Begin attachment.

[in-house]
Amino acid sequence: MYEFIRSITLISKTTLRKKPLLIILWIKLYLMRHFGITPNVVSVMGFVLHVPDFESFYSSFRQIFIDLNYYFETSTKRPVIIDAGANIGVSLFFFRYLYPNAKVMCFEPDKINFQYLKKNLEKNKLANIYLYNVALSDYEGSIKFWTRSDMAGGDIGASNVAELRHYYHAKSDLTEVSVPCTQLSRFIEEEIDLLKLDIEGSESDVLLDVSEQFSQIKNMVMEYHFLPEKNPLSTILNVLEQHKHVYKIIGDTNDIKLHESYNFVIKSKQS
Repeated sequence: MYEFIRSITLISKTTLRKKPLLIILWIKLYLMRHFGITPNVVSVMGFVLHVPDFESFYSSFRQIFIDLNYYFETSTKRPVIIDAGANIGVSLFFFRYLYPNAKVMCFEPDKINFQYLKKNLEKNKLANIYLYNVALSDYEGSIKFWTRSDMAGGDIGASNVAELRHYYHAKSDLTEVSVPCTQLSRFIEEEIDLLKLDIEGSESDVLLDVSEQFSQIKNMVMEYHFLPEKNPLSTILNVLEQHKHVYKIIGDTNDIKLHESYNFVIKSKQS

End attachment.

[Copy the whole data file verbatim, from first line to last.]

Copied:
[in-house]
Amino acid sequence: MYEFIRSITLISKTTLRKKPLLIILWIKLYLMRHFGITPNVVSVMGFVLHVPDFESFYSSFRQIFIDLNYYFETSTKRPVIIDAGANIGVSLFFFRYLYPNAKVMCFEPDKINFQYLKKNLEKNKLANIYLYNVALSDYEGSIKFWTRSDMAGGDIGASNVAELRHYYHAKSDLTEVSVPCTQLSRFIEEEIDLLKLDIEGSESDVLLDVSEQFSQIKNMVMEYHFLPEKNPLSTILNVLEQHKHVYKIIGDTNDIKLHESYNFVIKSKQS
Repeated sequence: MYEFIRSITLISKTTLRKKPLLIILWIKLYLMRHFGITPNVVSVMGFVLHVPDFESFYSSFRQIFIDLNYYFETSTKRPVIIDAGANIGVSLFFFRYLYPNAKVMCFEPDKINFQYLKKNLEKNKLANIYLYNVALSDYEGSIKFWTRSDMAGGDIGASNVAELRHYYHAKSDLTEVSVPCTQLSRFIEEEIDLLKLDIEGSESDVLLDVSEQFSQIKNMVMEYHFLPEKNPLSTILNVLEQHKHVYKIIGDTNDIKLHESYNFVIKSKQS